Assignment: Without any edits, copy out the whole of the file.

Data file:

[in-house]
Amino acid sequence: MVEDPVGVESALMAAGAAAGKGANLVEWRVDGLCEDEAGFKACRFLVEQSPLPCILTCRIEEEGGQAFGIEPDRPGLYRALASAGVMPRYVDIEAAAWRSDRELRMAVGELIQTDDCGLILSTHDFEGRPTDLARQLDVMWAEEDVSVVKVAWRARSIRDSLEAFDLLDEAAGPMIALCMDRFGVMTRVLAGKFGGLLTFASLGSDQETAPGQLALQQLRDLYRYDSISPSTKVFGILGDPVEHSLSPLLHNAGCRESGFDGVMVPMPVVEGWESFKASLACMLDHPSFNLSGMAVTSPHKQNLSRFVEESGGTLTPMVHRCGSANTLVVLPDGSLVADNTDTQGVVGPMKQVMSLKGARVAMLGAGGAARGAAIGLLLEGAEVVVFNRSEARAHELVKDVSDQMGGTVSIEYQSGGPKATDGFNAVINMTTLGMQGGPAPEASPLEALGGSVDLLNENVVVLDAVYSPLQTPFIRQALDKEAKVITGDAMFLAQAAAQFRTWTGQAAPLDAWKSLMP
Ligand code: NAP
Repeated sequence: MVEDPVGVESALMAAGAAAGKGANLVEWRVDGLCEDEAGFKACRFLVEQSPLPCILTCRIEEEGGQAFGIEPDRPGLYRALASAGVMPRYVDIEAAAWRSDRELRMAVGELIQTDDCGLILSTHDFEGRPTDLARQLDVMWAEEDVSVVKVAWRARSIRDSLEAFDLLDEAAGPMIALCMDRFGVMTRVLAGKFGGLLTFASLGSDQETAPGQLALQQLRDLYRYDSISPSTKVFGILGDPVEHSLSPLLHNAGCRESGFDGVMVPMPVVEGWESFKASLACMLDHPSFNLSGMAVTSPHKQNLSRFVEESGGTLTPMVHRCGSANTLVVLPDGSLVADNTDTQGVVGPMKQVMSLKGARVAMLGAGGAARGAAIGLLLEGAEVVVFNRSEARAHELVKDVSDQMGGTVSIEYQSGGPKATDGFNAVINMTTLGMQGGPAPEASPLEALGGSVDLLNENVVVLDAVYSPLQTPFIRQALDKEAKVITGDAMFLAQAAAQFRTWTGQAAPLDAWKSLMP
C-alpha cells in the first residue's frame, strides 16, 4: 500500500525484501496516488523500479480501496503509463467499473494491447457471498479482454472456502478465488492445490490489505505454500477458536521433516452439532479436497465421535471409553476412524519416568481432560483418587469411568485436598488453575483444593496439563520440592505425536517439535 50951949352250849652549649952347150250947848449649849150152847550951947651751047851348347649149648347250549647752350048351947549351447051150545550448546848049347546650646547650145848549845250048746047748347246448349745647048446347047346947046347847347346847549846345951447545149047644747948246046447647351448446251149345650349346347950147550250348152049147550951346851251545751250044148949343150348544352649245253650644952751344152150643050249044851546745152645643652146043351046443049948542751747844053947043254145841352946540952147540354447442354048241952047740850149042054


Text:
[in-house]
Amino acid sequence: MVEDPVGVESALMAAGAAAGKGANLVEWRVDGLCEDEAGFKACRFLVEQSPLPCILTCRIEEEGGQAFGIEPDRPGLYRALASAGVMPRYVDIEAAAWRSDRELRMAVGELIQTDDCGLILSTHDFEGRPTDLARQLDVMWAEEDVSVVKVAWRARSIRDSLEAFDLLDEAAGPMIALCMDRFGVMTRVLAGKFGGLLTFASLGSDQETAPGQLALQQLRDLYRYDSISPSTKVFGILGDPVEHSLSPLLHNAGCRESGFDGVMVPMPVVEGWESFKASLACMLDHPSFNLSGMAVTSPHKQNLSRFVEESGGTLTPMVHRCGSANTLVVLPDGSLVADNTDTQGVVGPMKQVMSLKGARVAMLGAGGAARGAAIGLLLEGAEVVVFNRSEARAHELVKDVSDQMGGTVSIEYQSGGPKATDGFNAVINMTTLGMQGGPAPEASPLEALGGSVDLLNENVVVLDAVYSPLQTPFIRQALDKEAKVITGDAMFLAQAAAQFRTWTGQAAPLDAWKSLMP
Ligand code: NAP
Repeated sequence: MVEDPVGVESALMAAGAAAGKGANLVEWRVDGLCEDEAGFKACRFLVEQSPLPCILTCRIEEEGGQAFGIEPDRPGLYRALASAGVMPRYVDIEAAAWRSDRELRMAVGELIQTDDCGLILSTHDFEGRPTDLARQLDVMWAEEDVSVVKVAWRARSIRDSLEAFDLLDEAAGPMIALCMDRFGVMTRVLAGKFGGLLTFASLGSDQETAPGQLALQQLRDLYRYDSISPSTKVFGILGDPVEHSLSPLLHNAGCRESGFDGVMVPMPVVEGWESFKASLACMLDHPSFNLSGMAVTSPHKQNLSRFVEESGGTLTPMVHRCGSANTLVVLPDGSLVADNTDTQGVVGPMKQVMSLKGARVAMLGAGGAARGAAIGLLLEGAEVVVFNRSEARAHELVKDVSDQMGGTVSIEYQSGGPKATDGFNAVINMTTLGMQGGPAPEASPLEALGGSVDLLNENVVVLDAVYSPLQTPFIRQALDKEAKVITGDAMFLAQAAAQFRTWTGQAAPLDAWKSLMP
C-alpha cells in the first residue's frame, strides 16, 4: 500500500525484501496516488523500479480501496503509463467499473494491447457471498479482454472456502478465488492445490490489505505454500477458536521433516452439532479436497465421535471409553476412524519416568481432560483418587469411568485436598488453575483444593496439563520440592505425536517439535 50951949352250849652549649952347150250947848449649849150152847550951947651751047851348347649149648347250549647752350048351947549351447051150545550448546848049347546650646547650145848549845250048746047748347246448349745647048446347047346947046347847347346847549846345951447545149047644747948246046447647351448446251149345650349346347950147550250348152049147550951346851251545751250044148949343150348544352649245253650644952751344152150643050249044851546745152645643652146043351046443049948542751747844053947043254145841352946540952147540354447442354048241952047740850149042054